There are so many fun little things that happen every day in a 3rd grade classroom (or in any classroom for that matter), but today was even more fun than usual. For starters, we had our first field trip of the year - a wonderful trip to our nature center to kick-off our Geology unit. Now, as you could probably already surmise, kids love field trips no matter where they are or what you do. It's a win-win for them: a ride on a school bus, time away from the classroom, and something new!
So this morning, ten minutes after the bell rang, we were lining up again to head to the bus and start the fun. The excitement was palpable. Once I had them lined up by the door, I gave them my short & sweet, "Field Trip Behavior 101" speech. Be polite. Don't interrupt. Listen & learn. Have fun. And then I reminded them that if they made it to 3rd grade, they've been on countless field trips and therefore obviously know how to act properly on a field trip.
"Any questions about what proper behavior is?" I asked, arching my eyebrows as I looked up and down the line of little ones.
They eyed me back with their best behavior student looks.
"Super! Then we're off!" I exclaimed as I marched them out the door and to the bus.
Now, I'll be honest. I don't like riding on school buses. I don't like the bouncy, no-padding-in-the-cushions seats. I don't like all the noise and the small windows. I don't like the feeling of not having a seat belt. I get car sick easily so I'm constantly trying to look out the windows at the horizon to keep from feeling queasy. Which is nearly impossible when you have little ones telling you a story or you're turned around giving student A an evil eye and motioning for said student to sit down. But, luckily it was a short trip over to the nature center.
Once there, the students were moved around into different rooms and had all kinds of fun hands-on activities to do and things to explore. If they got a grade for field trip behavior, they would all get an A+. We got back to school, promptly went to lunch and then I announced that we were going to do some reflecting on our field trip experience and our
learning. So, I began handing out a 9 1/2 x 11 sheet of paper as I walked around talking. As I passed by one little girl, she turned to her friend and said, "Oh goody. I think we're gonna get to do a craft."
Wah-Wah. Sorry, little one, but we barely have time to get through curriculum and our 10,000 other things we have to do. And you have no idea, but soon the principal will be in the classroom to do my formal observation. There will be no craft today. But kudos to you on the optimistic attitude!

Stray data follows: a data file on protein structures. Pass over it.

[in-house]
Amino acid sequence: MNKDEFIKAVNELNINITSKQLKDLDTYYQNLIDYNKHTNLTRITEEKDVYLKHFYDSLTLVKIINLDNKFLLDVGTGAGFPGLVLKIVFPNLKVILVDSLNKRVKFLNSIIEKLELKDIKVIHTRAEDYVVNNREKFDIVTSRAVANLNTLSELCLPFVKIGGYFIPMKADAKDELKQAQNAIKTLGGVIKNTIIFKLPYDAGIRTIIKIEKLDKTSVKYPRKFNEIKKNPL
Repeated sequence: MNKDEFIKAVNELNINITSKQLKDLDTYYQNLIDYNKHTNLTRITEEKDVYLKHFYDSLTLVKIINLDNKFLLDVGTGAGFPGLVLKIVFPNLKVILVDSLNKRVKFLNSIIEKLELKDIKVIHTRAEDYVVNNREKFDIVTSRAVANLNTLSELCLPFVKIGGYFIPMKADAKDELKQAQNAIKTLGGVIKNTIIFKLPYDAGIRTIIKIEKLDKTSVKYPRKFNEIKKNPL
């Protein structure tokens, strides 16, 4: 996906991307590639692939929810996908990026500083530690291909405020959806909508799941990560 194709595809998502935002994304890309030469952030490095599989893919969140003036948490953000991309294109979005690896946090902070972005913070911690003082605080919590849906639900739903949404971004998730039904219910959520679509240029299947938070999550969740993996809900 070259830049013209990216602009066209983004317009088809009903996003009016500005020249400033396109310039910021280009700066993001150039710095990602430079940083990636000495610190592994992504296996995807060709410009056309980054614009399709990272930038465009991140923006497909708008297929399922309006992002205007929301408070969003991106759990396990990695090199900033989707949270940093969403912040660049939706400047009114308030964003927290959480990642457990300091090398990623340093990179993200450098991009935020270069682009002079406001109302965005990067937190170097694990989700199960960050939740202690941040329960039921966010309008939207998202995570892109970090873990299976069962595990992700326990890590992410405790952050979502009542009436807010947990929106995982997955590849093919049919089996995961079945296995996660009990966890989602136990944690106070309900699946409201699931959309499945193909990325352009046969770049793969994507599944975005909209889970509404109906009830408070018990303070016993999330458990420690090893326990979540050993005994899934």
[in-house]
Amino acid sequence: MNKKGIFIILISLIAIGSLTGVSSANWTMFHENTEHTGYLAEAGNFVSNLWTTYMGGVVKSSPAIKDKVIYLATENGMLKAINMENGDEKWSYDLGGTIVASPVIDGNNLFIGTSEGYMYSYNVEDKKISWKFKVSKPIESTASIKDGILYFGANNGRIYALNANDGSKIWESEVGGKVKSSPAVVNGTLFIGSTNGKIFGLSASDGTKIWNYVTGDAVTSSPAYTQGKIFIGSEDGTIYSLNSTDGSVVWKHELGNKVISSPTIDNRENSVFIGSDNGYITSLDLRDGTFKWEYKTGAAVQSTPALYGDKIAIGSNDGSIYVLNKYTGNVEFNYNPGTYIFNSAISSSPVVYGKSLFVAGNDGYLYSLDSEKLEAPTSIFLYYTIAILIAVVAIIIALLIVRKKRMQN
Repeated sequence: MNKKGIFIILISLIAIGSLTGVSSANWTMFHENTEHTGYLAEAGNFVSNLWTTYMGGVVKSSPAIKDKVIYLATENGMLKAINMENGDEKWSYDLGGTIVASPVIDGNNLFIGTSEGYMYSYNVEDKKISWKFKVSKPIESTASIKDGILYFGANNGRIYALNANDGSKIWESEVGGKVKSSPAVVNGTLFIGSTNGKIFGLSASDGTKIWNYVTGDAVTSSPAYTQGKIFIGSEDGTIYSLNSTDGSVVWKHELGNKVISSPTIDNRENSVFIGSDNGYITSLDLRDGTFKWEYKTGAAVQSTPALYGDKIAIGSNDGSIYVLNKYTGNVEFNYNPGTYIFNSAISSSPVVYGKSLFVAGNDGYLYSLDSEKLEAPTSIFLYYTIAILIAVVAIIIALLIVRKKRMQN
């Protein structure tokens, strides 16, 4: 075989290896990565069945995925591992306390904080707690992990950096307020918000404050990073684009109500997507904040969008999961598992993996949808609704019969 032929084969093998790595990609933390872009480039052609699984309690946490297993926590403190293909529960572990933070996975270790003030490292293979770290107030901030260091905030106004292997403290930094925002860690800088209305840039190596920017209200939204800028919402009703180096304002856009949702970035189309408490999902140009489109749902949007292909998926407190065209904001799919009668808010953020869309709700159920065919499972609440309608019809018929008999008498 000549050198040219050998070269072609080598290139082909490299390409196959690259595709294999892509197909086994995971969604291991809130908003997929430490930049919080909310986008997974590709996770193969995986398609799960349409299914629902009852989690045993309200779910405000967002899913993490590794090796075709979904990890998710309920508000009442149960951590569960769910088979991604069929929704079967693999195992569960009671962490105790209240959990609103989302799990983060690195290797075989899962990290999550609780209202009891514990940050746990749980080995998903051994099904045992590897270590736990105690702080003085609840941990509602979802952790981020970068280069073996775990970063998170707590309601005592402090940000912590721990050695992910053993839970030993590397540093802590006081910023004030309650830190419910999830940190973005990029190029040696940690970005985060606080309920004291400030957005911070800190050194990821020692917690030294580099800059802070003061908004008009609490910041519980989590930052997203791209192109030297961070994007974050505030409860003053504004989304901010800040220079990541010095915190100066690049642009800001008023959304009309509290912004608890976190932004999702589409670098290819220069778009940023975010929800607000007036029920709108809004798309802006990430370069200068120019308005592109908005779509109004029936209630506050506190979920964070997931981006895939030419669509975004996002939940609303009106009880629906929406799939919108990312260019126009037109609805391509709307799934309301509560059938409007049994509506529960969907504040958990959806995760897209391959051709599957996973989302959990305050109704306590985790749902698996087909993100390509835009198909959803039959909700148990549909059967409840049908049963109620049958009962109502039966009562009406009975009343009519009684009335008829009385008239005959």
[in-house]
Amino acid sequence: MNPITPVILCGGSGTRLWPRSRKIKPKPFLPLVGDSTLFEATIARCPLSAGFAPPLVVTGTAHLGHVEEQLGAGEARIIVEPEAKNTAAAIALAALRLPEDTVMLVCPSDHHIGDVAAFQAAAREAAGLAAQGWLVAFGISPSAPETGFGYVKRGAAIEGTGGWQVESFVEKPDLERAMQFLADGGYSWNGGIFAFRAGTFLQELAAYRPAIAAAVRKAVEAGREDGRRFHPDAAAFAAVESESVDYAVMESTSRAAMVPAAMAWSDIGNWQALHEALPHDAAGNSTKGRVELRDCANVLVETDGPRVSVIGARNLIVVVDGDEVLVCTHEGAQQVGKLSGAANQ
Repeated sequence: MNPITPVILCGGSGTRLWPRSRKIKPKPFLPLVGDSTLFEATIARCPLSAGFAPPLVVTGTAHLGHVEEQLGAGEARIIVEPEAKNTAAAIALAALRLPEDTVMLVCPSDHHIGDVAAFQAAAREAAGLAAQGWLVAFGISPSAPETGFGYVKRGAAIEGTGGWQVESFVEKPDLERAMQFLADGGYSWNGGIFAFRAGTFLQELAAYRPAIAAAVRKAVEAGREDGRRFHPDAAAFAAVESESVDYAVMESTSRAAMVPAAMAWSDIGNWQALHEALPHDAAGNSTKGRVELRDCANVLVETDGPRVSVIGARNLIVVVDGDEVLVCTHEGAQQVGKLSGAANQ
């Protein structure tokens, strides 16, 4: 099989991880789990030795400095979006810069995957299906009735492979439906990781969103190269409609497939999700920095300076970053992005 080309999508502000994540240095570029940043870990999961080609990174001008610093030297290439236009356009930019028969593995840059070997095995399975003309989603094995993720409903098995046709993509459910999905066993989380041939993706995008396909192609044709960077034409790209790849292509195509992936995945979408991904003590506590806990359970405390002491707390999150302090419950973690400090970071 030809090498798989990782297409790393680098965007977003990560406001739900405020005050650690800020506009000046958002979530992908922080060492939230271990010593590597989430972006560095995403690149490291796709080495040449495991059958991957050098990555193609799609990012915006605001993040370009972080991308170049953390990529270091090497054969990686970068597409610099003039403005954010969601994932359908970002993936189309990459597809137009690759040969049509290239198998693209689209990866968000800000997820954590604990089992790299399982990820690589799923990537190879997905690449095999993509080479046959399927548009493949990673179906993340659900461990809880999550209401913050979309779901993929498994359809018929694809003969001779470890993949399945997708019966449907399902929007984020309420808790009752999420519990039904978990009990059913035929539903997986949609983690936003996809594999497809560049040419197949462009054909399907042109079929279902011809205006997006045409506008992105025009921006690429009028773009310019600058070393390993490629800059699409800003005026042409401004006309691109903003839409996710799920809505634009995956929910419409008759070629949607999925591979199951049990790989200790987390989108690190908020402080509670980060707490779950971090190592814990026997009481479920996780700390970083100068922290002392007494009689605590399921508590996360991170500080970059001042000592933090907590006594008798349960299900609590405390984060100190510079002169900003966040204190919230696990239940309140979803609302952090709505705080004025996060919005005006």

After the directions were given and the students began busily thinking about the field trip [side note: little craft girl did not seemed fazed that we were not doing a craft] and writing about the things they saw and learned about, I passed by one little boy who was very diligently writing. He caught my arm as I walked by and pointed to a word on his paper.
"This is right... right?" he asked. "This is the thing in the rocks. You know the cave thing," he continued.
And as a teacher, naturally I knew exactly what he was talking about. We have a tremendous ability to understand "things" and put clues together like no body's business. Some days it's like we are in a constant game of Pictionary. Or maybe Hangman.
He had written: tavern. Which by that he meant cavern.
"I think you mean cavern," I corrected. "Do you know what a tavern is?"
At this, three other boys at the table joined in the guess the vocabulary word game and started rattling off a bunch of nonsense.
"Enough nonsense," I said. "A tavern is like a bar. People go there to drink and eat."
They all started laughing a bit and I redirected them back to their papers.
Off on the other side of the room two tiny scientists were debating about the "little shovel thingie" (see what I mean about "things") that they had used to dig up fossils.
"It's a scowl," one was saying.
"No. I don't think that was it. I think it was a towel," countered student number 2.
I headed over. "THIS is a scowl," I said to them as I knelt down and gave my scowliest look. "And a towel is what you dry off with after you shower. I think you mean t-r-o-w-e-l."
"Well, that's sure a weird word," said one of the boys.
"I agree," I replied. And I moved on to the other tables to see what was going on.
I'm hoping my observation went well. I'm hoping my principal enjoyed all the wonderful little students I have and all the learning and fun that takes place inside our classroom, not just for a little while, but every day, all day.
And, maybe, just maybe, I will go off the grid one day and I will hand out some paper and we will do that craft.